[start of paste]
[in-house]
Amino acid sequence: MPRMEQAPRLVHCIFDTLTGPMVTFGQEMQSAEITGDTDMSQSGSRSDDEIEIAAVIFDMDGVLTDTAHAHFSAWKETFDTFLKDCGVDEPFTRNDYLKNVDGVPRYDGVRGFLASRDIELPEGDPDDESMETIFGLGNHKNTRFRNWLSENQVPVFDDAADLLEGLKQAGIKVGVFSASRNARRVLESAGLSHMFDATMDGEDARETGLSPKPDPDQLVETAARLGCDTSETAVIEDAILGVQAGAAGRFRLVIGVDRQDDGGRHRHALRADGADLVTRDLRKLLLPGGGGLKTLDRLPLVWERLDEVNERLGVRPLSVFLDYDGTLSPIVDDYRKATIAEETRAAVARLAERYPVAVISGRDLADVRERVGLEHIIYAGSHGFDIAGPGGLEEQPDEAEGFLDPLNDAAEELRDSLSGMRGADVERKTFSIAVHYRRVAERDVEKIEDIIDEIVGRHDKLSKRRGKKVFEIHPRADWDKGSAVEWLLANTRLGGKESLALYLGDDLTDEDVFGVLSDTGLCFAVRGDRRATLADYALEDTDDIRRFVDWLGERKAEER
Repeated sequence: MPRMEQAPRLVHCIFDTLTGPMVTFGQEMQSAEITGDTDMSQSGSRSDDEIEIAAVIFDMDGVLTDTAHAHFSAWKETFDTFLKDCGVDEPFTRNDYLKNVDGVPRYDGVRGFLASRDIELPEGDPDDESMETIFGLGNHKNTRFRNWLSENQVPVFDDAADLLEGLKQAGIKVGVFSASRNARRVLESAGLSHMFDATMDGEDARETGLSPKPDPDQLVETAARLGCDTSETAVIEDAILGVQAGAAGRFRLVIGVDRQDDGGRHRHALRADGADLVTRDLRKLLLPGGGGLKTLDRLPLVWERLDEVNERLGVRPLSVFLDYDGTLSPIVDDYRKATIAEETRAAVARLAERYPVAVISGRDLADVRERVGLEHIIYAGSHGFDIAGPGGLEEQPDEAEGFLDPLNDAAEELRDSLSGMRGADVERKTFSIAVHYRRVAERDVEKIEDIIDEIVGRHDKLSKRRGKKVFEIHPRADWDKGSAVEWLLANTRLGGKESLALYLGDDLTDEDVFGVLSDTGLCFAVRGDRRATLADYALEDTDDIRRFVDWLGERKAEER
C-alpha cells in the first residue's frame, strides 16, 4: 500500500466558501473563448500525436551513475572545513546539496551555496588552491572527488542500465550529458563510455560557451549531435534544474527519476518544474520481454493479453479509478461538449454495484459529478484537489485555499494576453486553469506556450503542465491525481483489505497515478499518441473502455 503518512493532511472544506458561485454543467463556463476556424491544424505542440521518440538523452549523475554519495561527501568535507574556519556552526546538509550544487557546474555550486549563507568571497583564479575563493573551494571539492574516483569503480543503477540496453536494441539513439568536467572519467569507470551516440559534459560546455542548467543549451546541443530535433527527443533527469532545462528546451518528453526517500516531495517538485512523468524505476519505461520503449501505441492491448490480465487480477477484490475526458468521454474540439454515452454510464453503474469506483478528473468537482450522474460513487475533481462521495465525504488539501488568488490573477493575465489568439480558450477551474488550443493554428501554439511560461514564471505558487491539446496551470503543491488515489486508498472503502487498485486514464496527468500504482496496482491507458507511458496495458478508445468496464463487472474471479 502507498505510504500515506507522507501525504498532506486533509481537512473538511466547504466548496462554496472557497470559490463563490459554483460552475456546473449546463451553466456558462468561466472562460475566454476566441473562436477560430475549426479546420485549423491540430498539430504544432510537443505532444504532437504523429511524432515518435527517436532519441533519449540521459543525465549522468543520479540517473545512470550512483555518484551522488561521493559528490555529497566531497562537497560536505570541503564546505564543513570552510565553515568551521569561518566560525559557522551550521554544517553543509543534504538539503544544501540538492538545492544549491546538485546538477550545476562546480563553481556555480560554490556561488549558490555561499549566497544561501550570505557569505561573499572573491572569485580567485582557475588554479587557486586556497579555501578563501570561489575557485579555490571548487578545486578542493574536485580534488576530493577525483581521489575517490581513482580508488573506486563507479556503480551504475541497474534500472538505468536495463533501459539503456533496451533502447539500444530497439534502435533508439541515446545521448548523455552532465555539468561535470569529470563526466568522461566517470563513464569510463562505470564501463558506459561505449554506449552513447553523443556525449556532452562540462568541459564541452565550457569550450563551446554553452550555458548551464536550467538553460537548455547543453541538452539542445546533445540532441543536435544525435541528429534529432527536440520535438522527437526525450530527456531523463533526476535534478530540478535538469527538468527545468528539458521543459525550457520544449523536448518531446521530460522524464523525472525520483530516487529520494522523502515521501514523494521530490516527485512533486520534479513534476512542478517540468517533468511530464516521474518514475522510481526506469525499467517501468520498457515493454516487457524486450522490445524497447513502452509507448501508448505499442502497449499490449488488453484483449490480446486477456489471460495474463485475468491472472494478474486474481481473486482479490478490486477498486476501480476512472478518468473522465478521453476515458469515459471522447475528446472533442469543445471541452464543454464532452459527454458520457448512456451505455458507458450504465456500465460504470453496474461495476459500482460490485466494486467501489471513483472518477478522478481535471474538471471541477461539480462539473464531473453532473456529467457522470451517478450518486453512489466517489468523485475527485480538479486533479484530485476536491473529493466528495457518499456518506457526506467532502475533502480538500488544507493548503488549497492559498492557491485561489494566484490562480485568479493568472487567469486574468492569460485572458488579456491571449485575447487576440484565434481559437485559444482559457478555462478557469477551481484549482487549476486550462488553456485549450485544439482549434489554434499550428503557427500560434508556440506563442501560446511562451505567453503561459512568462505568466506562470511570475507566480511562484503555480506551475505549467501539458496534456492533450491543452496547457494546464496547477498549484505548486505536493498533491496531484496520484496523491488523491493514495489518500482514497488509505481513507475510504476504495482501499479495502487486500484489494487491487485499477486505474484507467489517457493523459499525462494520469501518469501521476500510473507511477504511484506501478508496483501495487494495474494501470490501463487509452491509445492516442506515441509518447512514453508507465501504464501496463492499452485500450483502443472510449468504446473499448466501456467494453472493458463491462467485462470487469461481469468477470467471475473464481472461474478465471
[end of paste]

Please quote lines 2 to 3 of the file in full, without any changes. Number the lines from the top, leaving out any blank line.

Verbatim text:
Amino acid sequence: MPRMEQAPRLVHCIFDTLTGPMVTFGQEMQSAEITGDTDMSQSGSRSDDEIEIAAVIFDMDGVLTDTAHAHFSAWKETFDTFLKDCGVDEPFTRNDYLKNVDGVPRYDGVRGFLASRDIELPEGDPDDESMETIFGLGNHKNTRFRNWLSENQVPVFDDAADLLEGLKQAGIKVGVFSASRNARRVLESAGLSHMFDATMDGEDARETGLSPKPDPDQLVETAARLGCDTSETAVIEDAILGVQAGAAGRFRLVIGVDRQDDGGRHRHALRADGADLVTRDLRKLLLPGGGGLKTLDRLPLVWERLDEVNERLGVRPLSVFLDYDGTLSPIVDDYRKATIAEETRAAVARLAERYPVAVISGRDLADVRERVGLEHIIYAGSHGFDIAGPGGLEEQPDEAEGFLDPLNDAAEELRDSLSGMRGADVERKTFSIAVHYRRVAERDVEKIEDIIDEIVGRHDKLSKRRGKKVFEIHPRADWDKGSAVEWLLANTRLGGKESLALYLGDDLTDEDVFGVLSDTGLCFAVRGDRRATLADYALEDTDDIRRFVDWLGERKAEER
Repeated sequence: MPRMEQAPRLVHCIFDTLTGPMVTFGQEMQSAEITGDTDMSQSGSRSDDEIEIAAVIFDMDGVLTDTAHAHFSAWKETFDTFLKDCGVDEPFTRNDYLKNVDGVPRYDGVRGFLASRDIELPEGDPDDESMETIFGLGNHKNTRFRNWLSENQVPVFDDAADLLEGLKQAGIKVGVFSASRNARRVLESAGLSHMFDATMDGEDARETGLSPKPDPDQLVETAARLGCDTSETAVIEDAILGVQAGAAGRFRLVIGVDRQDDGGRHRHALRADGADLVTRDLRKLLLPGGGGLKTLDRLPLVWERLDEVNERLGVRPLSVFLDYDGTLSPIVDDYRKATIAEETRAAVARLAERYPVAVISGRDLADVRERVGLEHIIYAGSHGFDIAGPGGLEEQPDEAEGFLDPLNDAAEELRDSLSGMRGADVERKTFSIAVHYRRVAERDVEKIEDIIDEIVGRHDKLSKRRGKKVFEIHPRADWDKGSAVEWLLANTRLGGKESLALYLGDDLTDEDVFGVLSDTGLCFAVRGDRRATLADYALEDTDDIRRFVDWLGERKAEER